The reply certification filed by plaintiffs' attorney alleges that Richard Hart, Stan Hart's son, contacted him shortly after the summonses and complaints were filed and, on behalf of Stan Hart, requested a copy of the summons and complaint. Plaintiff's attorney sent the summons and complaint to Richard Hart enclosed in a letter dated July 8, 1997, directed to the same address as that at which the summonses and complaints had been served. A motion to renew the default was sent to the defendants at that address in April 1998.

Stan Hart's New York attorney responded by a letter dated May 6, 1998 to plaintiffs' attorney. A copy is annexed to plaintiffs' attorney's certification. The letter states:

This firm represents Stan Hart. I have called you several times to discuss your motion for an Order granting the entry of a default.

I hope that you will return my call today. I want to discuss your motion as it relates to Stan Hart. He was never served. He knows no Lisa Hart.

Please call me.

On the basis of this letter, plaintiffs' attorney's certification states, "[Stan Hart] is clearly lying when he states in paragraph 7 of his Certification that the first document he received relating to this [lawsuit] was in August or September of 1998." Mr. Hart filed a reply certification in which he denies that he requested a copy of the summons and complaint from his son in July 1997, reiterates that he did not know of the lawsuit at that time and that the first document he received relating to the lawsuit was in August or September 1998. He claims that he did not remember his conversation with his New York lawyer about the lawsuit, although he admits that he was aware in May 1998 that he was being sued. He continues, "I believed that the lawsuit had been dismissed with respect to me because I did not hear anything else about this suit until August or September 1998."

Because the May 6, 1998 letter from Stan Hart's New York attorney proves that Mr. Hart "had ample notice of the lawsuit and opportunity to defend," the Law Division denied his motion to vacate the default judgment.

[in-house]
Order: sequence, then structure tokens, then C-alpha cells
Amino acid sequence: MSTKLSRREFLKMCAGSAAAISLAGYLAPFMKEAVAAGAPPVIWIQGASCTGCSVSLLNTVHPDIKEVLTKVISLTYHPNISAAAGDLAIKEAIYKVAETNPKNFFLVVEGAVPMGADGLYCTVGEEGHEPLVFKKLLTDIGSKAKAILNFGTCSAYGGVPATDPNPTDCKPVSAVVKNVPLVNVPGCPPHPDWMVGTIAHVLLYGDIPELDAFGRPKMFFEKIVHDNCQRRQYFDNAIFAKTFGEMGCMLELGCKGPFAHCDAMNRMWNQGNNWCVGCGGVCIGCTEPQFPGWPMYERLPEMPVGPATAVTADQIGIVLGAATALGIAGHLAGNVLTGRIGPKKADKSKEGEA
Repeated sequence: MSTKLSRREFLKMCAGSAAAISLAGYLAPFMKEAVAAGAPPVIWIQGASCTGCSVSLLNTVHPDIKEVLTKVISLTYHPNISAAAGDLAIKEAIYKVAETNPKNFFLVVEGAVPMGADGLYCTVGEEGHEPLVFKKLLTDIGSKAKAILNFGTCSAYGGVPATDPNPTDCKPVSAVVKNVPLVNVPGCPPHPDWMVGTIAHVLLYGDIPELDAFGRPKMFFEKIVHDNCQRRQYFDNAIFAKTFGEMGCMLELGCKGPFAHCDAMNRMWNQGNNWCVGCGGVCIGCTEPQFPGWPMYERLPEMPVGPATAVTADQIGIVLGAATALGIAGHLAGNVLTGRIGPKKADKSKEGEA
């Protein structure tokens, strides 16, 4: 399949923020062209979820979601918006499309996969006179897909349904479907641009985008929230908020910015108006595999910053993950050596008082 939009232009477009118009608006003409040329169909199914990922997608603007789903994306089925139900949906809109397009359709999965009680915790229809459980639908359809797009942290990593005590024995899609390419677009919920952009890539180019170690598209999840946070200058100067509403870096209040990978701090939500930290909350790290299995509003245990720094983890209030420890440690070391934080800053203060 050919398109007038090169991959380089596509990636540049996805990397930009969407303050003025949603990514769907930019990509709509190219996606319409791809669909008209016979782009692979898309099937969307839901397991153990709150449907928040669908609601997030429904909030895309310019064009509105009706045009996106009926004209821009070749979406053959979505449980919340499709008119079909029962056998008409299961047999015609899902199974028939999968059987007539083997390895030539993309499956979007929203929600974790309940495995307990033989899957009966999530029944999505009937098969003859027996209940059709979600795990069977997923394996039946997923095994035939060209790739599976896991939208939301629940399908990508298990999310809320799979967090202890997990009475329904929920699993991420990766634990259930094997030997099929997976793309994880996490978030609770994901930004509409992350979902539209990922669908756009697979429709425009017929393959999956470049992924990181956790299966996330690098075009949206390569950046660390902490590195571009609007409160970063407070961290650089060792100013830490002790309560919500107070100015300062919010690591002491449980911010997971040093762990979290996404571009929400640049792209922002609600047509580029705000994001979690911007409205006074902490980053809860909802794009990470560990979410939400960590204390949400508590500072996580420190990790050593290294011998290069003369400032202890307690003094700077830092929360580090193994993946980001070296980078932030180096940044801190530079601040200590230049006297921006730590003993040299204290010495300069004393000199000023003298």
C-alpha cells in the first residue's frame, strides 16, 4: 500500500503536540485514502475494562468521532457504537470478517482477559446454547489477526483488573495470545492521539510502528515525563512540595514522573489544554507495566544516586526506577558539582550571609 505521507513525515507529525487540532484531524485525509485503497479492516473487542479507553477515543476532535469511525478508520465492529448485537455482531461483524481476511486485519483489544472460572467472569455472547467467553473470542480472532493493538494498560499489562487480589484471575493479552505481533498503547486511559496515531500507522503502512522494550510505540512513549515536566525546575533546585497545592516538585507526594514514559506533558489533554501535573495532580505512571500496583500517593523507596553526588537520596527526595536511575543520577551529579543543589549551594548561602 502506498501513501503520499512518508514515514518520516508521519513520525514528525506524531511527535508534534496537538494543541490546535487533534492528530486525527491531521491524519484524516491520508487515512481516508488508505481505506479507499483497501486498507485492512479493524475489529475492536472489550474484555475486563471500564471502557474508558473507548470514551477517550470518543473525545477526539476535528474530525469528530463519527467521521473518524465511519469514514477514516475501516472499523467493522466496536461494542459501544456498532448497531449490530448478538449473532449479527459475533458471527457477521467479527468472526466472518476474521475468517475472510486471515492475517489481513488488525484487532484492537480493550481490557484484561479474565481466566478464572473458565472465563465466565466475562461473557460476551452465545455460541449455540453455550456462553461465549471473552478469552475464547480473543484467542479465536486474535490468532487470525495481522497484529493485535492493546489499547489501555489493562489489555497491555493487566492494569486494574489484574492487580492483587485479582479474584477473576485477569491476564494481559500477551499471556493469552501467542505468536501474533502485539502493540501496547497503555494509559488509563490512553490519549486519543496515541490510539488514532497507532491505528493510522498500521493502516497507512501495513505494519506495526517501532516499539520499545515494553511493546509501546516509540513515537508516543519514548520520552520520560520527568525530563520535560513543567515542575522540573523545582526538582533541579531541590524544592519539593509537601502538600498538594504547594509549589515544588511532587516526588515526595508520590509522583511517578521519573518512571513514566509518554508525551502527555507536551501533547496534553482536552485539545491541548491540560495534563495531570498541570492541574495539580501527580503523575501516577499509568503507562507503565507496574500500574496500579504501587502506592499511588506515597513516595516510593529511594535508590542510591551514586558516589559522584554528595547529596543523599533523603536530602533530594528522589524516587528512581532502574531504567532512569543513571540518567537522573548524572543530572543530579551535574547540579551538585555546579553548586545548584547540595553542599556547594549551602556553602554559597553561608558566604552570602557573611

Stan Hart, but not the other two defendants, has appealed. He argues that "[t]he trial court abused its discretion in denying defendant Stan Hart's motion to vacate default judgment because defendant was never served with the summons and complaint, defendant's failure to appear was excusable and he has a meritorious defense." Plaintiffs argue to the contrary, relying principally on Rosa v. Araujo, 260 N.J. Super. 458 (App. Div. 1992), certif. denied, 133 N.J. 434 (1993).

The summons and complaint in this matter were clearly not served on Stan Hart in accordance with the New Jersey Court Rules. First of all, a prerequisite for serving a defendant outside the State is an "affidavit satisfying the requirements of R. 4:4-5(c)(2) that despite diligent effort and inquiry personal service" cannot be effected within the State. R. 4:4-4(b)(1). Secondly, plaintiffs attempted to effect personal service outside the State by having a New York process server make personal delivery of the summons and complaint, but the process server failed to comply with the requirements of the applicable rule. See R. 4:4-4(b)(1)(A). That rule specifies that "personal service in a state of the United States" shall be made "in the same manner as if service were made within this State, except that service shall be made by a public official having authority to serve civil process" in that other state. Ibid. The manner of service prescribed for obtaining in personam jurisdiction over a competent individual of the age of 14 or over [is] by delivering a copy of the summons and complaint to the individual personally, or by leaving a copy thereof at the individual's dwelling place or usual place of abode with a competent member of the household of the age of 14 or over then residing therein, or by delivering a copy thereof to a person authorized by appointment or by law to receive service of process on the individual's behalf . . . [R. 4:4-4(a)(1).]

Plaintiffs do not claim that the summons and complaint were delivered to Stan Hart personally or that the place at which it was served was his "dwelling place or usual place of abode." They have offered no proof that Lisa Hart, the person to whom the summons and complaint were delivered, was a member of Stan Hart's household or someone authorized to receive service on his behalf, and Stan Hart denies that he knows anyone by that name, thereby implicitly denying any relationship or authorization.

Plaintiffs have not offered any proof that Stan Hart learned of the lawsuit earlier than some time shortly before July 8, 1997, and Stan Hart claims he learned of it for the first time in May 1998. In either event, however, he had ample time to answer or otherwise move with respect to the suit before a default judgment was entered November 6, 1998, and he did not do so until his January 20, 1999 motion to vacate. We conclude, therefore, that entering the default judgment and declining to vacate it was not a violation of Stan Hart's rights to due process of law. See Davis v. DND/Fidoreo, Inc., 317 N.J. Super. 92, 97 (App. Div. 1998), certif. denied, 158 N.J. 686 (1999) (quoting Mullane v. Central Hanover Bank & Trust Co., 339 U.S. 306, 314, 70 S. Ct. 652, 657, 94 L. Ed. 865, 873 (1950)). See also O'Connor v. Altus, 67 N.J. 106 (1975).